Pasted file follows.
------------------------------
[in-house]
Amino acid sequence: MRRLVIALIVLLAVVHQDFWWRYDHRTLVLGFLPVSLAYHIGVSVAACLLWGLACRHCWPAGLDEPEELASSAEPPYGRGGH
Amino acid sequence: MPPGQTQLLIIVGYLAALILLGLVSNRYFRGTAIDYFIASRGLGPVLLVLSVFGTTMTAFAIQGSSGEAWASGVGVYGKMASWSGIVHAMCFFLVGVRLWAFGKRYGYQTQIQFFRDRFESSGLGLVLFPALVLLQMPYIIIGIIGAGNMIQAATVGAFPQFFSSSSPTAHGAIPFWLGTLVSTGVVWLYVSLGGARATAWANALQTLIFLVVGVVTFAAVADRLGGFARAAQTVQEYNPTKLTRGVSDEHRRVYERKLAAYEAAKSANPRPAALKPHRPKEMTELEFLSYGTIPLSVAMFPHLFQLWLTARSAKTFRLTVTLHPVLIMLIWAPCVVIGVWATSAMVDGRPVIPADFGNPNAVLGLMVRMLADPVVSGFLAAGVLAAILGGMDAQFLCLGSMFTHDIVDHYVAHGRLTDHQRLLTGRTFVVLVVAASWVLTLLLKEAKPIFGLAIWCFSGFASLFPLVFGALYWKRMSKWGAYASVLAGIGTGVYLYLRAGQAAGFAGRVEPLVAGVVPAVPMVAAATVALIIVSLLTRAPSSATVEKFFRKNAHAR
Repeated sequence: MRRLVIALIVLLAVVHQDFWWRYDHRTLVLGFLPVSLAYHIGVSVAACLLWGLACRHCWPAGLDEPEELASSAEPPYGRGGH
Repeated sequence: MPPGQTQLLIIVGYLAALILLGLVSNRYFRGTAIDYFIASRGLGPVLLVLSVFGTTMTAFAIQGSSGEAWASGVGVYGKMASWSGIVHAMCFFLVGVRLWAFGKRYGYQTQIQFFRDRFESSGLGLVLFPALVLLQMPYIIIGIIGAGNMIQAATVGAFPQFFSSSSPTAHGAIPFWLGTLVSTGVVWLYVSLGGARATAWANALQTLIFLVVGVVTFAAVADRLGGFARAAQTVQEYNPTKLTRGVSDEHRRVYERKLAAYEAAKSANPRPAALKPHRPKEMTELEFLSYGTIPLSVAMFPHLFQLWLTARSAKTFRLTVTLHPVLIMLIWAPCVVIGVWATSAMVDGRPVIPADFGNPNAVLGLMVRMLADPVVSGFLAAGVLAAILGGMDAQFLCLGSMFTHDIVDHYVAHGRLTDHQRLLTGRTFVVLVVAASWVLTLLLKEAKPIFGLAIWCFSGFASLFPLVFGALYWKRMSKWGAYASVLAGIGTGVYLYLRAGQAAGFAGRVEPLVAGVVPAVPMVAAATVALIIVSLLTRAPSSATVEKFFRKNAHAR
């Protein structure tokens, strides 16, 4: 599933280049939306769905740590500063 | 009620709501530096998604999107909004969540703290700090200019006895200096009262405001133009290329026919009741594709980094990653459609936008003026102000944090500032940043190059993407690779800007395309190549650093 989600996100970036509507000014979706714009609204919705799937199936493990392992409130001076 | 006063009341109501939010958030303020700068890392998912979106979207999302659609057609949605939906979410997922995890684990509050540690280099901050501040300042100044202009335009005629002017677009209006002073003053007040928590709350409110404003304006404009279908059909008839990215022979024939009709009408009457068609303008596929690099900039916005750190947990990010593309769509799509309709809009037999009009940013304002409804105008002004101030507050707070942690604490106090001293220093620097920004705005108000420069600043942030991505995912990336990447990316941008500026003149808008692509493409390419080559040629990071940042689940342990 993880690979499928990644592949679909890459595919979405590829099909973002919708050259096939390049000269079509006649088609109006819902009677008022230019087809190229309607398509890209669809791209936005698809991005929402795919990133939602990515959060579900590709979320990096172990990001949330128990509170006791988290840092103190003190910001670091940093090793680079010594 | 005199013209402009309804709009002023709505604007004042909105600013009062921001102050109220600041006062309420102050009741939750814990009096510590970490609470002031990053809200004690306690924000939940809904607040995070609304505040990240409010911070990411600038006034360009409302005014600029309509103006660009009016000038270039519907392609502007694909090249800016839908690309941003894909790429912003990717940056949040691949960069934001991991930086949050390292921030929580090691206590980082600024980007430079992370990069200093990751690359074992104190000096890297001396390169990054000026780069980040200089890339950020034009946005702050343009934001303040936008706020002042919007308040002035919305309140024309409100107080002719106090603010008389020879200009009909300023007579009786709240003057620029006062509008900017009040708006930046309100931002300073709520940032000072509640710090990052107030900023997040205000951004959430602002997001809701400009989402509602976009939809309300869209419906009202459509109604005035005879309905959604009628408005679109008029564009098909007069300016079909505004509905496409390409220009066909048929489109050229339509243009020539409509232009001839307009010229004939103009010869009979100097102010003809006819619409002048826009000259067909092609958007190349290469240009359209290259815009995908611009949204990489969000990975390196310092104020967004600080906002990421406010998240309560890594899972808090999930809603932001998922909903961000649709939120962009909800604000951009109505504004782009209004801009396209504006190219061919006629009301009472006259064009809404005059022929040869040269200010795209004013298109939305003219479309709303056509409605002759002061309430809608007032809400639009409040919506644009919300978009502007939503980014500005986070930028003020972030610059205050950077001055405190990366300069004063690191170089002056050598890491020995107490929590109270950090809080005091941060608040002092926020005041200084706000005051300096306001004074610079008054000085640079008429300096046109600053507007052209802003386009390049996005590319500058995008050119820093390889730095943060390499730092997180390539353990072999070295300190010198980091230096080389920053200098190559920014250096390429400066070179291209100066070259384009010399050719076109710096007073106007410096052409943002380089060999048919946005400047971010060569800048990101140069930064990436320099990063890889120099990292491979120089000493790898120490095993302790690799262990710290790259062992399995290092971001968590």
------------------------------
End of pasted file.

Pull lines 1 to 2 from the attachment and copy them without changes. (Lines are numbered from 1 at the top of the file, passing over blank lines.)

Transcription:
[in-house]
Amino acid sequence: MRRLVIALIVLLAVVHQDFWWRYDHRTLVLGFLPVSLAYHIGVSVAACLLWGLACRHCWPAGLDEPEELASSAEPPYGRGGH